More About The 1968 Tet Offensive


For several thousand years, Vietnamese Lunar New Year has been a
traditional celebration that brings the Vietnamese a sense of
happiness, hope and peace. However, in recent years, It also
bring back a bitter memory full of tears. It reminds them the
1968 bloodshed, a bloodiest military campaign of the Vietnam War
the North Communists launched against the South.

The "general offensive and general uprising" of the north marked
the sharp turn of the Vietnam War. Today there have been a great
number of writings about this event. However, it seems that many
key facts in the Communist campaign are still misinterpreted or
neglected.

In the mid-80, living in Saigon after being released from the
Communist "re-education camp," I read a book published in the
early 1980's in America about the story of the 1968 Tet
Offensive. It said that the North Vietnamese Army supreme command
had imitated one of the greatest heroes of Vietnam, King Quang
Trung, who won the most spectacular victory over the Chinese
aggressors in the 1789 counter-attack - in planning the 1968
operations.

The book quoted King Quang Trung's tactic of surprise. He let the
troops celebrate the 1789 Tet Festival one day ahead so that he
could launch the attacks on the first three days of the lunar new
year while the Chinese troops were still feasting and not ready
to organize their defense.

Those who claimed the similarity between the two campaigns
certainly did not know the whole truth, but jumped into
conclusion with wild imagination after learning that the North
Vietnamese attacking units also celebrated Tet "one day ahead"
before the attacks.

In fact, the Tet Offensive broke out on the Tet's Eve - in the
early morning of January 30, 1968 at many cities of Central
Vietnam, such as Da Nang and Qui Nhon, as well as cities in the
central coastal and highland areas, that lied within the
Communist 5th Military Region.. The other cities to the south
that included Saigon, were attacked 24 hours later at the small
hours of January 31. Thus the offensive lost its element of total
surprise that every tactician has to respect.

But It surprised me that some in the American media were still
unaware of such tragic story.

The story started some 5 months previously. On August 8, 1967,
the North Vietnam government approved a lunar calendar
specifically compiled for the 7th time zone that covers all
Vietnam, replacing the traditional lunar calendar that had been
in use in Asia for hundreds of years.

That old calendar was calculated for the 8th time zone that
Beijing falls right in the middle. It was accepted in general by
a few nations such as China, Vietnam, Taiwan, Hong Kong and
somewhat in Japan and Korea, mostly for traditional celebrations
and religious purposes. South Vietnam used this calendar. With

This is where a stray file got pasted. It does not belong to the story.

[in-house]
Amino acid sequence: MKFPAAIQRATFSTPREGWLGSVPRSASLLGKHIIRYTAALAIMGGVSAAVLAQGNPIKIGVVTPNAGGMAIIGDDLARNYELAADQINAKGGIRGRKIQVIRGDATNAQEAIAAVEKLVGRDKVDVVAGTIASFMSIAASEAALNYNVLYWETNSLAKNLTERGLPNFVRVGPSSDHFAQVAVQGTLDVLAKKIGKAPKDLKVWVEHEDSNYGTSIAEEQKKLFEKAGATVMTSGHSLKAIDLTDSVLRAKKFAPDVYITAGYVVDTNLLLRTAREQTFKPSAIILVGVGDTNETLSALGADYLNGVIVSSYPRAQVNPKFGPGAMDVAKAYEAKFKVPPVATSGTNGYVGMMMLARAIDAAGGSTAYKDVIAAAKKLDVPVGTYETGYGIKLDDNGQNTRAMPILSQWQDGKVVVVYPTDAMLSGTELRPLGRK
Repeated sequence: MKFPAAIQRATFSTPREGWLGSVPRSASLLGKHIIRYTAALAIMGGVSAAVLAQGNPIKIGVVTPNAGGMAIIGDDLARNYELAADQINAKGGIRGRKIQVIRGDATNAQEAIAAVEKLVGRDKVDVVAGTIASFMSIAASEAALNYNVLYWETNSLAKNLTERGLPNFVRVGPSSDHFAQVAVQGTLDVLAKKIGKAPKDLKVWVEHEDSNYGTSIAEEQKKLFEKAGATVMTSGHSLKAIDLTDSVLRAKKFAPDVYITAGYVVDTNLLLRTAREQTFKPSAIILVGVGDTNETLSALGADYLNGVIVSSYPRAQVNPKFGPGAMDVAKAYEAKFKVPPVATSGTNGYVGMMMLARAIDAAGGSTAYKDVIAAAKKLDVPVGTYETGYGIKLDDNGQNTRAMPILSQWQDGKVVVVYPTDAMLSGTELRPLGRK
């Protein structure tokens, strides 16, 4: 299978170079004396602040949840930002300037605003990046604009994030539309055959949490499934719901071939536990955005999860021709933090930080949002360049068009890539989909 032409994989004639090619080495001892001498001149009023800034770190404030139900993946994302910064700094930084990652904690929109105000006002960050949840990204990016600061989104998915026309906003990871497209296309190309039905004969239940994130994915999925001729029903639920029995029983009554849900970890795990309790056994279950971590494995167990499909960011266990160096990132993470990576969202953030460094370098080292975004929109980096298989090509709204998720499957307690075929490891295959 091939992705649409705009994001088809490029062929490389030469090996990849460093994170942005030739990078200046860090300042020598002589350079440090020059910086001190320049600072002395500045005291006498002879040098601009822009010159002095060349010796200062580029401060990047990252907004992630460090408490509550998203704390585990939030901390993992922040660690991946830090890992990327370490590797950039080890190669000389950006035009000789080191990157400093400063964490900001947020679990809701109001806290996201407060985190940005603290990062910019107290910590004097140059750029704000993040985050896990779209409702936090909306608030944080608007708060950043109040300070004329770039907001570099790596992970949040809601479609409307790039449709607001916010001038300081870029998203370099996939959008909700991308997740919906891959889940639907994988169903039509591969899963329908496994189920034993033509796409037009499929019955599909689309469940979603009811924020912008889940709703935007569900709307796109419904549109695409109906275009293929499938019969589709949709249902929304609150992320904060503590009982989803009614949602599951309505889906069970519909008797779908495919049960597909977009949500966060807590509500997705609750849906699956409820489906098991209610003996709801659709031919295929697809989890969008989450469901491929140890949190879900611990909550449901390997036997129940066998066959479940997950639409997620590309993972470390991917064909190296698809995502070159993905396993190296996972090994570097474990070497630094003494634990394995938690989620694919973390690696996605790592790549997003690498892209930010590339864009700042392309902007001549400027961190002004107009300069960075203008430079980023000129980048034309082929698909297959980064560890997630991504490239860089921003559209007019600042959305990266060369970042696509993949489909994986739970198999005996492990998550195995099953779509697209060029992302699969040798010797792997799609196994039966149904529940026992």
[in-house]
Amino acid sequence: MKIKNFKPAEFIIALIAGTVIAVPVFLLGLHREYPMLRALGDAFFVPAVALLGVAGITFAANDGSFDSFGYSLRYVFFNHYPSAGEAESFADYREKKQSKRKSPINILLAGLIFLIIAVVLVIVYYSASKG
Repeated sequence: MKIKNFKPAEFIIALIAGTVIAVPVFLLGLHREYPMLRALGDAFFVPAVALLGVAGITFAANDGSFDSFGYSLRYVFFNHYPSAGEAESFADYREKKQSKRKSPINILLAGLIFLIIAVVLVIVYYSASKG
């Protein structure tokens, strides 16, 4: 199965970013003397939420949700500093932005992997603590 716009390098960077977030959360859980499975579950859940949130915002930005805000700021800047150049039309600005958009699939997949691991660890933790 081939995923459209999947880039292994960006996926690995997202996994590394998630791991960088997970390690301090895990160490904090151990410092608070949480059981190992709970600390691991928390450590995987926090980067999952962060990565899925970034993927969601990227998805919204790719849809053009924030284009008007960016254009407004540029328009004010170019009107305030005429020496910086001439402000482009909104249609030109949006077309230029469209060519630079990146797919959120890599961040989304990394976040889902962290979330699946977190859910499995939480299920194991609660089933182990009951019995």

common cultural origin, these countries needed not have their own
calendar, particularly it has not been used for scientific and
administrative activities.

The North Vietnam new lunar calendar differs from the common
calendar about some dates, such as the leap months of certain
year (1984 and 1987) and the Tet's Eve of the three Lunar New
Years: Mau Than (1968), Ky Dau (1969) and At Suu (1985). South
Vietnam celebrated the first day of the Mau Than lunar year on
January 30, 1968, while North Vietnam celebrated it on Jan 29,
1968.

It was obviously that the North Vietnamese leaders had ordered
the offensives to be launched on the night of the first day of
Tet to take the objectives by total surprise. By some reason, the
North Vietnamese Army Supreme Command was not aware of the fact
that there were different dates for Tet between North and South
Vietnam. Therefore, most NVA units in the Communist 5th Military
Region - closer to North Vietnam - probably used North Vietnamese
calendar, and conducted their attacks in the night between Jan 29
and 30, while their comrades farther to the south attacked in the
night from Jan 30 to 31.

Many in the intelligence branch of the South Vietnamese Armed
Forces were well aware of the reason why the Communist forces
launched their attacks at two different dates. Information from
sources among NVA prisoners of war and ralliers about the new
calendar of North Vietnam should have been neglected by the
American side. The information was also available in broadcast
from Hanoi Radio.

In military operations, nothing is more important than surprise.
So the Communist forces lost their advantage of surprise on more
than half of the objectives. Had the Vietnamese Communists
conducted their coordinated attacks at the same H-hour, South
Vietnam would have been in much more troubles.

The large scale offensive resulted in drastic human and morale
losses of the